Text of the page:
Most reviews for Fiber One Chewy bars appear united that the Chicory Root Extract causes great amount of flatulence.

For example:

Tasted good but had no idea why I suddenly had such painful and relentless gas. This is not normally an issue with me. When I read the label I didn't see anything that seemed like it would cause such a problem. Then I realized that the first ingredient on the list was something I didn't recognize: Chicory Root Extract. I Googled it and discovered that it is actually a mild laxative and well known for causing terrible gastric issues.

Are these claims exaggerated or is Chicory Root Extract indeed known to cause such symptom?

  • 100% true. But not for everyone. “Your small intestine does not absorb inulin. When it reaches your large intestine (colon), bacteria ferment it.” webmd.com/vitamins-and-supplements/inulin-uses-and-risks Ergo smelly fermentation farts and painful gas. Any product that contains inulin really. Jerusalem artichokes/Sunchokes (fartichokes), Quaker Oats Granola, Kashi Go cereals, and many more.
    – Brian D
    Apr 21, 2020 at 5:39

3 Answers 3


Chicory root extract is a dietary supplement/food additive which is used as a source of soluble fiber produced by mixing dried, ground chicory root with water. Fresh chicory root contains 68% inulin (fructans), 14% sucrose, 5% cellulose, 6% protein, 4% ash, and 3% other compounds while dried chicory root extract contains approximately 98% inulin (fructans) and 2% other compounds.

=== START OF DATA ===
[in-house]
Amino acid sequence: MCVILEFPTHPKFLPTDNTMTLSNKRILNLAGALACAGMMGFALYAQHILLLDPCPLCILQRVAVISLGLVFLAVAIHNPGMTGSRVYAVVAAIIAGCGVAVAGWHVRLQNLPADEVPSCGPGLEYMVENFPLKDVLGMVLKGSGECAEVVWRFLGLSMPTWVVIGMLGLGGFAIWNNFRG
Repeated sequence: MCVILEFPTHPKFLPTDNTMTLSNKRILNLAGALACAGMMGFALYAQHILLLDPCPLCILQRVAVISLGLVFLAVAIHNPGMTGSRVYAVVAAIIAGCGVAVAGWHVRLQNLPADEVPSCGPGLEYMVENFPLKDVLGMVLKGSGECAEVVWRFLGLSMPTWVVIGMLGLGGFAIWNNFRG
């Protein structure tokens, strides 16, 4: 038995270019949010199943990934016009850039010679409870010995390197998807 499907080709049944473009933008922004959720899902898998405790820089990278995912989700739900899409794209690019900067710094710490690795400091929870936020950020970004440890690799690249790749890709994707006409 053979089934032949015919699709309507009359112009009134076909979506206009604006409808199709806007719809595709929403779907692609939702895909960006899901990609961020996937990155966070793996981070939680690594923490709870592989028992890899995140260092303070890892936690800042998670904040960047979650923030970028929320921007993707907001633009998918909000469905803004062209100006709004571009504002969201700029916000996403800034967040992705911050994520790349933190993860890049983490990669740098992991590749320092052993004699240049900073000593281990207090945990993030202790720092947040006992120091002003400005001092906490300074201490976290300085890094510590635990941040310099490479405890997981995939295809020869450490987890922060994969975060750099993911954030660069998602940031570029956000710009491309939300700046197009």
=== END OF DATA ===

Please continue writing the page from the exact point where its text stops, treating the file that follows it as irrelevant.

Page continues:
Per Brian E. Lacy in 2011, due to absence of large, randomized, controlled studies performed in patients with functional bloating, research data obtained from patients with irritable bowel syndrome show that avoiding food products that readily ferment within the colon such as fructans and fiber improved bloating.

A careful dietary history should be taken from each patient, with an emphasis on food products that readily ferment within the colon (eg, dairy, fructose, fructans, fiber, and sorbitol). A recent study showed that bloating improved in IBS patients who avoided these fermentable oligosaccharides, disaccharides, monosaccharides, and polyols. Gastroenterologists usually direct patients to remove one possible offending substance at a time (ie, dairy first, then fructose-containing liquids, then fiber, and so on). Some patients have noted symptom improvement after minimizing carbohydrates and gluten, although this approach has not been well studied.


Chicory contains inulin, a type of fiber classified as a fructan. A large body of research implicates fructans, alongside other carbohydrates that ferment in the colon, in irritable bowel syndrome. The acronym researchers have chosen for this is FODMAPs(fermentable oligosaccharides, disaccharides, monosaccharides and polyols). Mechanisms and efficacy of dietary FODMAP restriction in IBS (Staudacher et al. Nature Reviews Gastroenterology & Hepatology 2014) says:

The inulin-type fructans are a major dietary source of fermentable carbohydrates. They are either linear or branched fructose oligosaccharides that include inulin, (DP 2–60), oligofructose (DP 2–8) and fructo-oligosaccharides (<10 DP).50 Minimal digestion of fructans occurs in the small intestine51 due to the absence of enzymes in the human gastrointestinal tract that are able to digest the β-(2–1) fructosyl–fructose glycosidic bonds.